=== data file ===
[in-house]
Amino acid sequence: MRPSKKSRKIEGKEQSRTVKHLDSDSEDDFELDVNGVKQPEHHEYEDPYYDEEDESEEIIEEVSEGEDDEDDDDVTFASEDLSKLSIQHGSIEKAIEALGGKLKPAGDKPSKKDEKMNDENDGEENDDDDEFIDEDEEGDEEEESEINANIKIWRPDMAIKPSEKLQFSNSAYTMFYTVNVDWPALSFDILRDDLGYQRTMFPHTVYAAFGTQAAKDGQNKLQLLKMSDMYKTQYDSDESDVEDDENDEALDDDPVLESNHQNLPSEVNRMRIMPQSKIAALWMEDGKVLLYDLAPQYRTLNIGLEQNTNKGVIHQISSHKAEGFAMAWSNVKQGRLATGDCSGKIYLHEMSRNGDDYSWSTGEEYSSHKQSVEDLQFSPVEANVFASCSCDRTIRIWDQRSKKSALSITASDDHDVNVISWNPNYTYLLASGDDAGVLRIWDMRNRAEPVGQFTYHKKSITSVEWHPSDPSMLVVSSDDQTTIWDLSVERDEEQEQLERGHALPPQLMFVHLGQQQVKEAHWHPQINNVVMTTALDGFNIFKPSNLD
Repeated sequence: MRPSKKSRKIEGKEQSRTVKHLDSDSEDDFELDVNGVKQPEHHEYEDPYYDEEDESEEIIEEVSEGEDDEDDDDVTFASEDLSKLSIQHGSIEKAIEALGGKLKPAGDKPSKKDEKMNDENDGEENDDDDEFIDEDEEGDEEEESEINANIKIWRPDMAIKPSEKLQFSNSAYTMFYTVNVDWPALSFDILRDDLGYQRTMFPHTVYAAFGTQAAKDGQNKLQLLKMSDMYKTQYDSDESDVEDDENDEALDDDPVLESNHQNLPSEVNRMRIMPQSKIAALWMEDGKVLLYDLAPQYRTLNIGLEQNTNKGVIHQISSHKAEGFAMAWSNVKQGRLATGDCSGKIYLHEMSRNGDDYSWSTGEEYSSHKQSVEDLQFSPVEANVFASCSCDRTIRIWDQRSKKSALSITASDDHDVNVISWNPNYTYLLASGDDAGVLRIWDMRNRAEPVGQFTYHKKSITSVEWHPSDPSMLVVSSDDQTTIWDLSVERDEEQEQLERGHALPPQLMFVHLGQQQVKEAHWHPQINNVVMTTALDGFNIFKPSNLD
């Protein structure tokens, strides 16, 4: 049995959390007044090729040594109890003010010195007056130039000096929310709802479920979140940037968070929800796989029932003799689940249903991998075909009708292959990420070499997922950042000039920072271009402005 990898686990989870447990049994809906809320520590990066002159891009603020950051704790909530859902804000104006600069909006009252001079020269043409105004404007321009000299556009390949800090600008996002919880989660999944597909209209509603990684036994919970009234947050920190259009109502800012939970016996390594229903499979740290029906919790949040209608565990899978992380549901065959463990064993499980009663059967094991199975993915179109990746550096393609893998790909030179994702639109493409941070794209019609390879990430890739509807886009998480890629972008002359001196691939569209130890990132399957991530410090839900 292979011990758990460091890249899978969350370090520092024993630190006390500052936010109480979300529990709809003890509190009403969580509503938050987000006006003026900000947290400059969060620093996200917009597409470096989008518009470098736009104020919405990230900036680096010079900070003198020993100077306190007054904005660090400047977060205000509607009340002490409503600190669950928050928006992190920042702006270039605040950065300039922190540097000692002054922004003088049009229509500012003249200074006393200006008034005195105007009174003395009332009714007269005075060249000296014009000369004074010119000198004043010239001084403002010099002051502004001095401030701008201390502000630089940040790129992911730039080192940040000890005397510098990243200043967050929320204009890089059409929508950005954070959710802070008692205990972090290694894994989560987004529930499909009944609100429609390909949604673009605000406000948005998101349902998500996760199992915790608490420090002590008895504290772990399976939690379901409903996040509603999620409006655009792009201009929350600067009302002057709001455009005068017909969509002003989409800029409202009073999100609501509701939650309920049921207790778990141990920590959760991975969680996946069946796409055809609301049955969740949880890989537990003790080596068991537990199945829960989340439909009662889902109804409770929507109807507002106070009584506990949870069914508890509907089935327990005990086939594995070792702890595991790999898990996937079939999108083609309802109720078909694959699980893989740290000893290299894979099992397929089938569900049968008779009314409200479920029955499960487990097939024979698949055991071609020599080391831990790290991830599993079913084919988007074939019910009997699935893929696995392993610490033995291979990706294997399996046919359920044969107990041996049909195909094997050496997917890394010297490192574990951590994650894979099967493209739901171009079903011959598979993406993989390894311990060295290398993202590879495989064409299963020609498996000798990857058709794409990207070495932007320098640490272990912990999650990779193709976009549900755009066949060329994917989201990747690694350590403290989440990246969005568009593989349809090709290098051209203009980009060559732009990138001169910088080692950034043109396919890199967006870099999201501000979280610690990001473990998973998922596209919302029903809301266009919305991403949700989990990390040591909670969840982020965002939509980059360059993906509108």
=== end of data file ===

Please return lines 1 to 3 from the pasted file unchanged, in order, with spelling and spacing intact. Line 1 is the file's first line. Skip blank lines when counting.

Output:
[in-house]
Amino acid sequence: MRPSKKSRKIEGKEQSRTVKHLDSDSEDDFELDVNGVKQPEHHEYEDPYYDEEDESEEIIEEVSEGEDDEDDDDVTFASEDLSKLSIQHGSIEKAIEALGGKLKPAGDKPSKKDEKMNDENDGEENDDDDEFIDEDEEGDEEEESEINANIKIWRPDMAIKPSEKLQFSNSAYTMFYTVNVDWPALSFDILRDDLGYQRTMFPHTVYAAFGTQAAKDGQNKLQLLKMSDMYKTQYDSDESDVEDDENDEALDDDPVLESNHQNLPSEVNRMRIMPQSKIAALWMEDGKVLLYDLAPQYRTLNIGLEQNTNKGVIHQISSHKAEGFAMAWSNVKQGRLATGDCSGKIYLHEMSRNGDDYSWSTGEEYSSHKQSVEDLQFSPVEANVFASCSCDRTIRIWDQRSKKSALSITASDDHDVNVISWNPNYTYLLASGDDAGVLRIWDMRNRAEPVGQFTYHKKSITSVEWHPSDPSMLVVSSDDQTTIWDLSVERDEEQEQLERGHALPPQLMFVHLGQQQVKEAHWHPQINNVVMTTALDGFNIFKPSNLD
Repeated sequence: MRPSKKSRKIEGKEQSRTVKHLDSDSEDDFELDVNGVKQPEHHEYEDPYYDEEDESEEIIEEVSEGEDDEDDDDVTFASEDLSKLSIQHGSIEKAIEALGGKLKPAGDKPSKKDEKMNDENDGEENDDDDEFIDEDEEGDEEEESEINANIKIWRPDMAIKPSEKLQFSNSAYTMFYTVNVDWPALSFDILRDDLGYQRTMFPHTVYAAFGTQAAKDGQNKLQLLKMSDMYKTQYDSDESDVEDDENDEALDDDPVLESNHQNLPSEVNRMRIMPQSKIAALWMEDGKVLLYDLAPQYRTLNIGLEQNTNKGVIHQISSHKAEGFAMAWSNVKQGRLATGDCSGKIYLHEMSRNGDDYSWSTGEEYSSHKQSVEDLQFSPVEANVFASCSCDRTIRIWDQRSKKSALSITASDDHDVNVISWNPNYTYLLASGDDAGVLRIWDMRNRAEPVGQFTYHKKSITSVEWHPSDPSMLVVSSDDQTTIWDLSVERDEEQEQLERGHALPPQLMFVHLGQQQVKEAHWHPQINNVVMTTALDGFNIFKPSNLD